2020 Hindsight: Revisiting the future of our past

Three images from the viewing stand overlooking the operations of Hibbing Taconite. The land bridge you see in 2017 was completed that year so that active mining could consume the old Hull Rust mineview. Thus, the very ground from which these pictures were taken no longer exists. The heart of the original village of Hibbing, Minnesota, was physically located a few hundred feet above the shovel rig you see in the 2013 picture. The town began to move in 1917, with buildings relocated well into the 1950s. (PHOTOS: Aaron J. Brown)
Aaron J. Brown

Aaron J. Brown is an Iron Range blogger, author, radio producer and columnist for the Hibbing Daily Tribune.

This is the first of a two-part series.

Look around. Somehow we’ve stumbled into the year 2020. We write 2020 on our paperwork. We gird for a 2020 election season that seems anything but futuristic or forward-thinking. In short, 2020 seems nothing like the sci-fi utopia of our dreams. And, frankly, I feel ripped off.

I think I know why.

In 1998, the Hibbing Daily Tribune published a special section called “2020 Vision.” The staff of the newspaper interviewed people from our area about trends and predictions for the year 2020. Twenty-two years later these articles represent a remarkable time capsule, one filled to the brim with déjá vu.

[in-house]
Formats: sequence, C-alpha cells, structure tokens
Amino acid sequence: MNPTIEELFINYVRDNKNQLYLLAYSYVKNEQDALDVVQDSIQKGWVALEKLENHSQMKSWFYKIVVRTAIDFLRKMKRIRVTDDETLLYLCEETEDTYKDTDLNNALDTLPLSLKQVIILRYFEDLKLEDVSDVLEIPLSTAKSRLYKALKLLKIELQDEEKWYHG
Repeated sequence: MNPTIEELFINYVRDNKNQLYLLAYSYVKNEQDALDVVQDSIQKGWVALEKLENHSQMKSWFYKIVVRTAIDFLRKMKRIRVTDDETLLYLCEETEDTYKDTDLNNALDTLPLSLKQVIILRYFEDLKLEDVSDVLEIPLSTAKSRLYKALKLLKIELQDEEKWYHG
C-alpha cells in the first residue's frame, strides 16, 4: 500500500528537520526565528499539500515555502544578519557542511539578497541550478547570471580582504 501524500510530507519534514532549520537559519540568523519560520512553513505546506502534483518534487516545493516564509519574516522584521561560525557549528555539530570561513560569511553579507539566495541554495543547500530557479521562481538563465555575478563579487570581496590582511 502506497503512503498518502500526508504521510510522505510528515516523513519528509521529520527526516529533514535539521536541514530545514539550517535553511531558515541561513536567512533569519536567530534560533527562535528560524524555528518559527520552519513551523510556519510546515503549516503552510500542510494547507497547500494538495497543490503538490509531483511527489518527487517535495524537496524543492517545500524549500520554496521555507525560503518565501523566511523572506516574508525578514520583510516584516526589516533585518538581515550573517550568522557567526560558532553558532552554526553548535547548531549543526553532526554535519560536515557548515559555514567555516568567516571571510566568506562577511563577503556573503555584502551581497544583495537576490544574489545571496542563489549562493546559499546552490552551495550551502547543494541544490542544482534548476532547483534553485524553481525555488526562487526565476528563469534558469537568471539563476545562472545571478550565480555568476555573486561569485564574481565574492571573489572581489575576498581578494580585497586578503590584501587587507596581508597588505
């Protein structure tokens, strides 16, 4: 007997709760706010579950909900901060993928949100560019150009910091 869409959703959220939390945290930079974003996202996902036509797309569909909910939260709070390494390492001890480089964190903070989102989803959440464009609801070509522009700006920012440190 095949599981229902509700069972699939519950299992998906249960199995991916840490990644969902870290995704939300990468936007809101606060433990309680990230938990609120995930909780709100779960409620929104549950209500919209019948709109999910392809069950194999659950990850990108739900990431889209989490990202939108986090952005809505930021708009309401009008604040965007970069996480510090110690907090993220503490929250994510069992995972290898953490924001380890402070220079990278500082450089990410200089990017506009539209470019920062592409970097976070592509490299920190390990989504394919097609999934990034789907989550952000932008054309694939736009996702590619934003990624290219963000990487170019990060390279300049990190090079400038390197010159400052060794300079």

Iron Range talking heads of 1998 offered few quantifiable guesses about the future. Nobody likes being wrong in print. Instead, speculation generally centered on the challenges and changes people experienced at that moment.

For example, a Feb. 22, 1998 Gary Giombetti story about union and management relations seems fixated on upcoming labor contraction negotiations at the taconite mines. Several contracts have come and gone in years since with mostly unchanging rhetoric. We lost one mine at LTV. The other six produce the same amount of ore, but with far fewer employees overall.

One Feb. 15, 1998 story by Beth Pierce details the likely loss of population in the towns of Hibbing, Chisholm, Nashwauk and Keewatin. The projection of fewer than 16,000 people living in Hibbing in 2020 looks accurate according to the 2018 census estimate. We won’t know how much so until the conclusion of this year’s 2020 census. It could be slightly worse.

However, the same story predicted Chisholm, Keewatin and Nashwauk would lose half their population in the same time period. The actual population losses in these towns were smaller than that. Arguably, the devastating 1990 census — the one that captured the Iron Range’s localized depression of the 1980s — triggered the more dire prediction. Iron Range towns have been bleeding population, but more slowly. In some ways this gradual human erosion has proven more insidious because it also sapped the sense of urgency surrounding the problem.

The same could be said of editor Jim Gehrke’s Feb. 15, 1998 piece about the rising cost of college. Tuition for public and private colleges certainly did rise by more than double. Though, estimates that a four-year eduction would cost $132,000 for a public college and $282,000 for a private college ran just slightly higher than reality. (Not by much, though).